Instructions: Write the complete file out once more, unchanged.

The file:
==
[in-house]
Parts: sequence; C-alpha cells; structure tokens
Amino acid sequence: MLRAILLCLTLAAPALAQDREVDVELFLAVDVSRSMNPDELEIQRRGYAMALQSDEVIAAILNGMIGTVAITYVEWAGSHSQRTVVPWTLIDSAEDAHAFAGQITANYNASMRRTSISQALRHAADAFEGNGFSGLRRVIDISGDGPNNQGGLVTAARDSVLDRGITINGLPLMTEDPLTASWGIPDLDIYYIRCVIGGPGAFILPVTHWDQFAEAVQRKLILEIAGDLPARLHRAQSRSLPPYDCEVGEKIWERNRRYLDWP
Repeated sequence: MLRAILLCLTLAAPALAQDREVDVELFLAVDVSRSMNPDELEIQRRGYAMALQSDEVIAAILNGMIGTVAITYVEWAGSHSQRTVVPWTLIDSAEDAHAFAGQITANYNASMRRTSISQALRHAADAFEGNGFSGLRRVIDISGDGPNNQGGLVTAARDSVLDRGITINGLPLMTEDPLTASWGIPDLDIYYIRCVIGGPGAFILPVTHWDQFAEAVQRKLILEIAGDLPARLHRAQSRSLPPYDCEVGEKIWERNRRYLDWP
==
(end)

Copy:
[in-house]
Parts: sequence; C-alpha cells; structure tokens
Amino acid sequence: MLRAILLCLTLAAPALAQDREVDVELFLAVDVSRSMNPDELEIQRRGYAMALQSDEVIAAILNGMIGTVAITYVEWAGSHSQRTVVPWTLIDSAEDAHAFAGQITANYNASMRRTSISQALRHAADAFEGNGFSGLRRVIDISGDGPNNQGGLVTAARDSVLDRGITINGLPLMTEDPLTASWGIPDLDIYYIRCVIGGPGAFILPVTHWDQFAEAVQRKLILEIAGDLPARLHRAQSRSLPPYDCEVGEKIWERNRRYLDWP
Repeated sequence: MLRAILLCLTLAAPALAQDREVDVELFLAVDVSRSMNPDELEIQRRGYAMALQSDEVIAAILNGMIGTVAITYVEWAGSHSQRTVVPWTLIDSAEDAHAFAGQITANYNASMRRTSISQALRHAADAFEGNGFSGLRRVIDISGDGPNNQGGLVTAARDSVLDRGITINGLPLMTEDPLTASWGIPDLDIYYIRCVIGGPGAFILPVTHWDQFAEAVQRKLILEIAGDLPARLHRAQSRSLPPYDCEVGEKIWERNRRYLDWP